Figure 2 shows the labour intensity of all sectors in the Scottish economic accounts – defined as the ratio of employment in Full-Time Equivalents (FTEs) to output (£million) – and the share of sectoral final demand which goes to non-residents. These two values for each sector are shown as a single point in this Figure. (Recall that a sectors total sales to tourists will also include Scottish residents, so this share for non-residents will understate the true importance of tourism demand for a sectors output.)
Figure 2: Labour intensity and share of final demand sold to non-residents, all sectors, 2017
We can see from Figure 2 that both food and beverage services and accommodation sectors have the largest share of their output sold to non-residents (29% and 55% respectively). These sectors are also among the most labour intensive in Scotland – ranked 6th and 16th from the 98 sectors in the accounts.
Figure 3. The composition of domestic intermediate in the accommodation and food and beverages services industries
Figure 3 shows that these two industries are also heavily embedded with other industries in the Scottish economy.
For example, accommodation purchases 56% of its inputs from the services sector (an aggregation based on, for instance financial services, travel agencies, and business services), but it also has links with construction, utilities (energy, water and sewage) and retail.
Relative to the accommodation sector, the food and beverages sector purchases a greater proportion of their input from agriculture, food and fishing industries and from retail (and a lower share from services).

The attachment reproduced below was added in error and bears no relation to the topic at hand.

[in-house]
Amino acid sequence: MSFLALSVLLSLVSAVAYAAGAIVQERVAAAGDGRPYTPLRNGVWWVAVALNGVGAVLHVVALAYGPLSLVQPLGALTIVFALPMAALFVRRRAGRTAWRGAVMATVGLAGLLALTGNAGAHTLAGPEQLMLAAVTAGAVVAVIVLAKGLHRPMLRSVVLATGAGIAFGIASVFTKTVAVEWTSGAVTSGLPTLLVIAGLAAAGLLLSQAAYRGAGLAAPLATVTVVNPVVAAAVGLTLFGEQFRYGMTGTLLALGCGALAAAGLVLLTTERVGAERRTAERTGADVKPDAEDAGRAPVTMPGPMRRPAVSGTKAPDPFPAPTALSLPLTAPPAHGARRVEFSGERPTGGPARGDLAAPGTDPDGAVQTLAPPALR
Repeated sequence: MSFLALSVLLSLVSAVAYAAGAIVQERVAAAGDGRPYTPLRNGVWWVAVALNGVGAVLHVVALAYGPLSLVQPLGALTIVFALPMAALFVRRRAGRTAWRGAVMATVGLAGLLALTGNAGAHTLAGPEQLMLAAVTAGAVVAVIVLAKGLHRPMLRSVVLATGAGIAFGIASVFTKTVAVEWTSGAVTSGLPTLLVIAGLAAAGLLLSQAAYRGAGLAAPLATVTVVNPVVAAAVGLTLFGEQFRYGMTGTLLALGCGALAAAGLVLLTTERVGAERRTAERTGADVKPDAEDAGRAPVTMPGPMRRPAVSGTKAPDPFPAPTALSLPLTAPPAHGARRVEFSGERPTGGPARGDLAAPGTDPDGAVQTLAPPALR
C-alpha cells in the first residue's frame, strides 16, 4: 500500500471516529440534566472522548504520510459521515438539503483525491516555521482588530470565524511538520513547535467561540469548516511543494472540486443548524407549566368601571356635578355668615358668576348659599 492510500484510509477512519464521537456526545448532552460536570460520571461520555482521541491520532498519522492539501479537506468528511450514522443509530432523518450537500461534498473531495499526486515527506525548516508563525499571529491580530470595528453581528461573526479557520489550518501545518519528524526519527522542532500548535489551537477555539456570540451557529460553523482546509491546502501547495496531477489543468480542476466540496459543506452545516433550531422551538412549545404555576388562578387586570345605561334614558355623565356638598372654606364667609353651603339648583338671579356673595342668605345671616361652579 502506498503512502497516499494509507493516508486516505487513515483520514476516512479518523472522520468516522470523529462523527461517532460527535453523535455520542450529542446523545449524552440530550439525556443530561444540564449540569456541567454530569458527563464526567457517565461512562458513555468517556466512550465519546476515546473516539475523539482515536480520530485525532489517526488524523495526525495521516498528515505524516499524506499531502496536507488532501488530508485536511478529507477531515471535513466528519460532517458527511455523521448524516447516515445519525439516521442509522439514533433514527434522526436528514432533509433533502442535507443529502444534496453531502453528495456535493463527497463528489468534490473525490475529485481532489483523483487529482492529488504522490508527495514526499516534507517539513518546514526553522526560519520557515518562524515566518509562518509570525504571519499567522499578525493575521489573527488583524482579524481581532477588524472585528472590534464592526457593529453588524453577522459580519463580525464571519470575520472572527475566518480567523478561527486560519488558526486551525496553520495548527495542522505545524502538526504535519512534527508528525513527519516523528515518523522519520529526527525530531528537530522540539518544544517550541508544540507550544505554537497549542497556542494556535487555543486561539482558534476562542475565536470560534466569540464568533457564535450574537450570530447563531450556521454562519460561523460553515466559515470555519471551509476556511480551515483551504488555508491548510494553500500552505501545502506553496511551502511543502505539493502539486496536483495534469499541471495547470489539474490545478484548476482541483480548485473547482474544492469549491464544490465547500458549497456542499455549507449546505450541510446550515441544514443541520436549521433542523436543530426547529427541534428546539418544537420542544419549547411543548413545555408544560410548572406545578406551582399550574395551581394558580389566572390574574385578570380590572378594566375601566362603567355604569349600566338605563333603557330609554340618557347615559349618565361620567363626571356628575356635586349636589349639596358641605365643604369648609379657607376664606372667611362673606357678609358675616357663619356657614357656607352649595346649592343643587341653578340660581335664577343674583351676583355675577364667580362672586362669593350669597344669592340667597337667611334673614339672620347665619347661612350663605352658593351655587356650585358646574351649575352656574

How can the CGE capture the impact of COVID-19 on these industries?
In principle, CGE models can capture the impact of any demand and supply side shocks and the propagation of these on different industries.
The propagation of the impact of the COVID-19 pandemic through the economy is complex as it affects different parts of the economy directly and indirectly.
CGE models capture direct impacts, for instance reduction in restaurant meals purchased, as well as indirect impacts, such as reduction in purchases of agricultural products by restaurants caused by a fall in demand for meals. Furthermore, it captures induced impacts, such as reduced consumption due to lower wage income in the food and drinks and agricultural industries.
In the case of COVID-19, supply and demand shocks are either a direct result of the pandemic, or caused by public health policies aimed at restricting the spread of the virus.
Figure 4 attempts to summarise the main impact channels for the tourism economy. At different times during the pandemic, these channels will be varying in their impact on the economy, for instance with the varying of restrictions on travel in response to changes in the number of cases.
Figure 4. Propagation mechanisms of COVID-19 in the economic system
Direct impacts are reported in the third column, while indirect and induced impacts are reported in the fourth and fifth columns. For instance, sickness and mortality linked to COVID-19 would be expected to lower labour supply and adds costs for firms. Similarly, limitations of social interactions or of travel from home would reduce consumption of tourism activities. These in turn reduce production and income in the economy, particularly in tourist-facing sectors, and causing further reductions in demand.
Under the scenarios which we are currently developing, we will be able to isolate the effect of different disturbances as they cascade through the economic system. Using such scenarios, we can account for the uncertainty around changes in public health restrictions and consumers responses, while preserving the interactions between all parts of the economy.
Of course, there will be other impacts on the economy that are not considered in our analysis – such as disturbances in overseas supply chains – but by focusing on those disturbances which directly affect Scottish tourism we can isolate the critical effects for this sector and the wider Scottish economy. In our next blog, we will set out some of the scenarios to be used in our analysis.
The authors acknowledge funding from UKRI through the “UKRI Ideas to Address COVID-19” call (Grant reference: ES/W001195/1) .